Article
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1. Rates of land degradation have outpaced our capacity to achieve global restoration goals using seed sourced exclusively from local, wild seed collections 2. In order to overcome this challenge, Seed Production Areas (SPA) deserve broader application and greater conceptual and practical rigour in their design to produce seeds effectively for a va...
Article
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Northern Australia supports the world’s largest estate of undeveloped tropical savannas, but previous studies of ant diversity in the region have covered only a fraction of its land area and habitat diversity. We assess patterns of ant species and functional diversity, their environmental predictors, and biogeographic significance in the central No...
Article
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Specialized mycorrhizal interactions have the potential to limit the geographical range of plant species and contribute to reproductive isolation. We investigated these predictions in Caladenia (Orchidaceae) from south-western Australia, a group known to have specialized mycorrhizal associations with the genus Sebacina s.l. Sequencing of fungal iso...
Article
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Land degradation affects 10–20 % of drylands globally. Intensive land use and management, large-scale disturbances such as extractive operations, and global climate change, have contributed to degradation of these systems worldwide. Restoring these damaged environments is critical to improving ecosystem services and functions, conserve biodiversity...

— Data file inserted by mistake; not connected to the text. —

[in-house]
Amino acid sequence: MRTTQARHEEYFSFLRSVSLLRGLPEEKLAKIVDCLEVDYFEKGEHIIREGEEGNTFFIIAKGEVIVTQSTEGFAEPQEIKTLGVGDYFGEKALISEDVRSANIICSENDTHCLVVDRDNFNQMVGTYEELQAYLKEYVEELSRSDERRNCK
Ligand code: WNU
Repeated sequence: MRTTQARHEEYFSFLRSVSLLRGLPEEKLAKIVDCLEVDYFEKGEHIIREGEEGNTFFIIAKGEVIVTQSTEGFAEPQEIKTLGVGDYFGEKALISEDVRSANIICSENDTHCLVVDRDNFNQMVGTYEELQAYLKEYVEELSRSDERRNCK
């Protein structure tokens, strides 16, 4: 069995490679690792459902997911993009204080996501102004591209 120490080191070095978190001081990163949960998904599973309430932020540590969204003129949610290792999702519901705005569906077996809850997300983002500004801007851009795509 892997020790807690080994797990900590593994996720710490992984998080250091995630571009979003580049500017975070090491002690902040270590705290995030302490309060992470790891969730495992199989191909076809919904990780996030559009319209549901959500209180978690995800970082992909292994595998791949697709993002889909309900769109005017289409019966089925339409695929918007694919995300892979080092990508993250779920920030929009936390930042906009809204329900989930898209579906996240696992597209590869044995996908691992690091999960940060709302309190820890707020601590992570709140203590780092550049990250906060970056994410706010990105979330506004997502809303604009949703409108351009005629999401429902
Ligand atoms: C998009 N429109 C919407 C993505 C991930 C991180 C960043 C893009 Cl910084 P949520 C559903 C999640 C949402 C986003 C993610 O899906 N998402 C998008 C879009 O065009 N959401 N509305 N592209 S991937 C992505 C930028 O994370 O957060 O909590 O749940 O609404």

Article
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Habitat fragmentation often results in significant degradation of the structure and composition of remnant natural vegetation, leading to substantial biodiversity decline. Ants are an ecologically dominant faunal group known to be sensitive to vegetation degradation following fragmentation. We examined ant diversity and composition in relation to c...
Article
Pollination via sexual deception is hypothesised to be associated with more frequent outcrossing and greater pollen dispersal distances than strategies involving food-foraging behaviour. In this study, we investigated the behaviour and movement distances of Lissopimpla excelsa (Hymenoptera: Ichneumonidae), and their implications for the pollination...
Article
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With nearly a quarter of global dryland systems considered to be degraded, the level and scale of degradation often exceed the thresholds for autogenic recovery, requiring human intervention to ensure that ecosystem biodiversity, structure, and function can be improved. A “Think Tank” workshop focusing on advancing the ecological approaches to larg...
Article
The topsoil native seed bank is a valuable resource in post-mining rehabilitation capable of providing a cost-effective means for restoring plant diversity. However, the value of the native soil seed bank is affected by topsoil management practices especially long-term stockpiling. Salvaged topsoil is usually stockpiled until mining operations are...
Article
Ecological restoration of grasslands using wild-collected seeds is a major undertaking in many parts of the world. Impediments to effective seed use such as low seed quality, difficult-to-handle and bulky collections of seeds, and seed dormancy and germination constraints contribute to restoration failure. Native grass florets are typically irregul...
Presentation